Puslapio vaizdai
PDF
„ePub“
[ocr errors][merged small][merged small][merged small]

H

Enter Flavius, Murellus, and certain Commoners

over the Stage.

FLAVIUS.
ENCE; Home you idle Creatures, get you

home;
Is this a Holy-day? What, know

you not, Being Mechanical

, you ought not walk Upon a labouring Day, without the Sign

Of your Profession Speak, whatTrade art thous Car. Why Sir, a Carpenter. Mur. Where is thy Leather Apron, and thy Rule? What dost thou with thy best Apparel on ? You Sir, what Trade are you?

Cob. Truly Sir, in respect of a fine Workman, I am but . as you say would say, a Cobler.

Mur. But what Trade art thou answer me dire&ly.

Cob. A Trade, Sir, that I hope I may use with a safe Conscience, which is indeed, Sir, a mender of bad Soals.

Flav. What Trade, thou Knave? thou naughty Knave, what Trade?

Cob. Nay, I befeech you Sir, be not out with me; yet if you be out Sir, I can mend you.

Mur. What mean'st thou by that? Mend me, chou fawcy Fellow?

Cob. Why, Sir, Cobble you.
Flav. Thou art a Cobler, art thou }

Cob,

[ocr errors][ocr errors][merged small]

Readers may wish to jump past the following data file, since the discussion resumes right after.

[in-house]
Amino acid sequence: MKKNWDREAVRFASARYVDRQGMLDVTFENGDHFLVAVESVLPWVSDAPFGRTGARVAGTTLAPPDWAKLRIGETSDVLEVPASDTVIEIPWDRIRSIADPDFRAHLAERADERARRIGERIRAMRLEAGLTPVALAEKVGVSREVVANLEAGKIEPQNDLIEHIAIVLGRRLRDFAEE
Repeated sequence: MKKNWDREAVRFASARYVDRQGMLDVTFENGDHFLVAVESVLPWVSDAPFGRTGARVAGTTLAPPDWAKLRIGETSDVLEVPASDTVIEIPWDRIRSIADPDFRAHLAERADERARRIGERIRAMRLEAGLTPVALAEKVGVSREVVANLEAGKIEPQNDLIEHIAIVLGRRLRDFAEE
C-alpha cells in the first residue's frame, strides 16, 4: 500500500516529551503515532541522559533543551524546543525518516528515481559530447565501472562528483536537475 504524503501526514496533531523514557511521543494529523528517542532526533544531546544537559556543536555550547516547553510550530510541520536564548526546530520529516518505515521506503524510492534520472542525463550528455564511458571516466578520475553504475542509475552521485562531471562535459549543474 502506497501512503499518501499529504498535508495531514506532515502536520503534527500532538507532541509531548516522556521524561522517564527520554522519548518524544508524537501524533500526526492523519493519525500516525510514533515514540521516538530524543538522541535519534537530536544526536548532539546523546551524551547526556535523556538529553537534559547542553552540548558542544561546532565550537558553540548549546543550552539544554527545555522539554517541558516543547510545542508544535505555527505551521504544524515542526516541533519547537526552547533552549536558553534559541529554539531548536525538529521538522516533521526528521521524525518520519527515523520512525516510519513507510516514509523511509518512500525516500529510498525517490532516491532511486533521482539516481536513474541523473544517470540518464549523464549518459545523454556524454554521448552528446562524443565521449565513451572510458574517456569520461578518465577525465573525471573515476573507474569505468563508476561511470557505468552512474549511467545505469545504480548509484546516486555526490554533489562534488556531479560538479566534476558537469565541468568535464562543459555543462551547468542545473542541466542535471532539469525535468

Cob. Truly Sir, all that I live by, is the Awl: I meddle with no Tradesman's Matters, nor Woman's Matters; but withal, I am indeed, Sir, a Surgeon to old Shooes ; when they are in great Danger, I recover them. As proper Men as ever trod upon Neats-Leather, have gone upon my handy work.

Flav. But wherefore art not in thy Shop to Day? Why dost thou lead these Men about the Streets?

Cob. Truly Sir, to wear out their Shooes, to get my self into more wotk. But indeed Sir, we make Holy-day to see Cafar, and to rejoyce in his Triumph. Mur. Wherefore rejoyce ?

What Conquest brings

(he home? What Tributaries follow him to Rome, То

grace in Captive Bonds his Chariot Wheels? You Blocks, you Stones, you worse than senseless Things ! O you

hard Hearts! You cruel Men of Rome ! Knew you not Pompey many a time and oft?

climb’d up to Walls and Battlements,
To Towers and Windows, yea to Chimney tops,
Your Infants in your Arms, and there have fate
The live-long Day with patient Expe&ation,
To see great Pompey pass the Streets of Rome ?
And when you saw his Chariot but appear,
Have you not made an Universal Shout,
That Tyber trembled underneath his Banks
To hear the Replication of your Sounds,
Made in his Concave Shores?
And do you now put on your best Attire ?
And do you now cull out an Holy-day?
And do you now strew Flowers in his way,
That comes in Triumph over Pompey's Blcod?

Have you

Be gone

· Run to your Houses, fall upon your Knees,